Beef Today Editors
In light of recent outbreaks of E. coli that led to a recall of ground beef from major supermarkets, U.S. Representative George Miller (D-CA), chairman of the House Education and Labor Committee, asked the U.S. Government Accountability Office (GAO) to investigate the risk of contaminated beef from the commercial market entering the school meal programs. This would be part of an investigation GAO launched at Miller's request last year into the safety of meat served in school cafeterias.
A recently issued GAO report identified standards and procedures to help reduce the risk of school children consuming recalled food purchased as commodities to use in school meals. The report specifically focused on eliminating contaminated food provided to schools through the commodity food program for use in the U.S. Department of Agriculture's (USDA) school meal programs. In his letter today, Miller asked GAO to also examine what protocols exist to ensure foods, specifically processed meat, that schools purchase on the commercial market, outside of USDA's commodity program, is safe.
"I write because I remain concerned about the safety of our nation's food supply and whether there is an undue risk for food contaminated with dangerous pathogens to be unknowingly purchased by schools for use in the school meal programs,” wrote Miller, whose committee has jurisdiction over school nutrition programs. "Recent media reports have drawn our attention yet again to significant recalls of contaminated ground beef that was available in the commercial marketplace. Although there are no reports of schools being implicated in any of the food safety illnesses related to this latest wave of recalls, I am concerned that the systems in place do not adequately minimize schools' risk for procuring and providing contaminated products purchased through commercial channels for use in the school meal programs.”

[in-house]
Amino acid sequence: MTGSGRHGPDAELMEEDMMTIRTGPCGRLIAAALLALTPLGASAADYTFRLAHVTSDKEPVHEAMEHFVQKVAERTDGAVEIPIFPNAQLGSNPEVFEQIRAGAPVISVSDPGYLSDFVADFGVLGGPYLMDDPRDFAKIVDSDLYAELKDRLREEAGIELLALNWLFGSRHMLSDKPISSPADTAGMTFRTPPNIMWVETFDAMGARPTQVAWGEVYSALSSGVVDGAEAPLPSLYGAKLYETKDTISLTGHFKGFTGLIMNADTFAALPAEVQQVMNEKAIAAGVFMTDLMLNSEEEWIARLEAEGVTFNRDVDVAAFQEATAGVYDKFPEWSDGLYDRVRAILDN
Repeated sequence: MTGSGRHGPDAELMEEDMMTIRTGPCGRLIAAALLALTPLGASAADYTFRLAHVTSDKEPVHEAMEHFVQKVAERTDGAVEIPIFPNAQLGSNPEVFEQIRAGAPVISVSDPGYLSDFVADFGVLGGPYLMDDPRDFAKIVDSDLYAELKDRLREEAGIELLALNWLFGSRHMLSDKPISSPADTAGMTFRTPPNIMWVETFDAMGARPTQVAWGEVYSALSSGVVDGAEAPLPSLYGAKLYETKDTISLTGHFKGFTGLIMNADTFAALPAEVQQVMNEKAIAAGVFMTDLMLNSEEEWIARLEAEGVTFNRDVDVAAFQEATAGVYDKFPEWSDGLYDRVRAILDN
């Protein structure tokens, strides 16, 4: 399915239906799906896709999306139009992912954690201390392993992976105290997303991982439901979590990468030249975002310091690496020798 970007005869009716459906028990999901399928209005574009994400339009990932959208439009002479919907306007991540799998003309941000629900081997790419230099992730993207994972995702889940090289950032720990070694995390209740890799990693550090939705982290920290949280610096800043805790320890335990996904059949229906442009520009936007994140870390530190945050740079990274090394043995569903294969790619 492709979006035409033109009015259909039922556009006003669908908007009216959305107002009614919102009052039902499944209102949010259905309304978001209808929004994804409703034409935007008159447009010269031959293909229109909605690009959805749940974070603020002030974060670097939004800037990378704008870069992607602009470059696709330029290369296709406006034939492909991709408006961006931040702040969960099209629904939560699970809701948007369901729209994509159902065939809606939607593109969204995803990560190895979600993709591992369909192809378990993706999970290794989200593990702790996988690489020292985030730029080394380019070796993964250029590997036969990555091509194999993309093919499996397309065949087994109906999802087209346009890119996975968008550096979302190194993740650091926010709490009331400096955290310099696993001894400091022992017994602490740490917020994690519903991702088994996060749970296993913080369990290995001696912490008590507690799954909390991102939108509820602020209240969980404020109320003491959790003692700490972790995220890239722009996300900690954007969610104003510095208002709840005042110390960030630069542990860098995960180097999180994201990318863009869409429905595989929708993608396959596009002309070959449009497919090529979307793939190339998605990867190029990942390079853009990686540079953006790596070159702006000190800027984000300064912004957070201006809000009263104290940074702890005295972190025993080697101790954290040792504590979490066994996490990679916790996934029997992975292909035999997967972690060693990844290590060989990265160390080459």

Earlier this month, the Centers for Disease Control and Prevention found that beef contaminated with E. coli, produced at a New York meat processing plant, caused two deaths and sent 16 others to the hospital. That outbreak led to the recall of over 500,000 pounds of ground beef from retailers, including Trader Joe's, Price Chopper's and Giant Foods.
While the U.S. Department of Agriculture requires that all ground beef made available to schools through the commodity program be tested for E.coli, ground beef processed and sold to schools on the commercial market is not subject to the same minimum standards. It is currently up to local school districts to decide whether to require ground beef products purchased from the commercial market to undergo similar quality and safety testing as USDA commodity products.
Click here to read more from Miller.